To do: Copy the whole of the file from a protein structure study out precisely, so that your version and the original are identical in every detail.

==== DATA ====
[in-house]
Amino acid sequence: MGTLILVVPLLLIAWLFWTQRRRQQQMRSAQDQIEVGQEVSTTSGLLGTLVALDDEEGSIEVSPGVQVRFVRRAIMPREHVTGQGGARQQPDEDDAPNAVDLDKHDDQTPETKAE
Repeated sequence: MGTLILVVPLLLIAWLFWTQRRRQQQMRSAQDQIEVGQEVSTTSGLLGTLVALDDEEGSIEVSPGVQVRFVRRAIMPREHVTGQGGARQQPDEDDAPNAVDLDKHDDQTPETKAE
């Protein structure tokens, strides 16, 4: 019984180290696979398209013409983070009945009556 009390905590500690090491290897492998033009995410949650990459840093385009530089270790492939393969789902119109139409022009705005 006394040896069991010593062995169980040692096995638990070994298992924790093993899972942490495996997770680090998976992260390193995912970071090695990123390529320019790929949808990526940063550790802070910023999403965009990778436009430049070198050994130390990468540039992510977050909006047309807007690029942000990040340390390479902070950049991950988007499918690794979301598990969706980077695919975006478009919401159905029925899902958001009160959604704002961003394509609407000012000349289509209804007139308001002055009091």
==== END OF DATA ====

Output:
[in-house]
Amino acid sequence: MGTLILVVPLLLIAWLFWTQRRRQQQMRSAQDQIEVGQEVSTTSGLLGTLVALDDEEGSIEVSPGVQVRFVRRAIMPREHVTGQGGARQQPDEDDAPNAVDLDKHDDQTPETKAE
Repeated sequence: MGTLILVVPLLLIAWLFWTQRRRQQQMRSAQDQIEVGQEVSTTSGLLGTLVALDDEEGSIEVSPGVQVRFVRRAIMPREHVTGQGGARQQPDEDDAPNAVDLDKHDDQTPETKAE
């Protein structure tokens, strides 16, 4: 019984180290696979398209013409983070009945009556 009390905590500690090491290897492998033009995410949650990459840093385009530089270790492939393969789902119109139409022009705005 006394040896069991010593062995169980040692096995638990070994298992924790093993899972942490495996997770680090998976992260390193995912970071090695990123390529320019790929949808990526940063550790802070910023999403965009990778436009430049070198050994130390990468540039992510977050909006047309807007690029942000990040340390390479902070950049991950988007499918690794979301598990969706980077695919975006478009919401159905029925899902958001009160959604704002961003394509609407000012000349289509209804007139308001002055009091």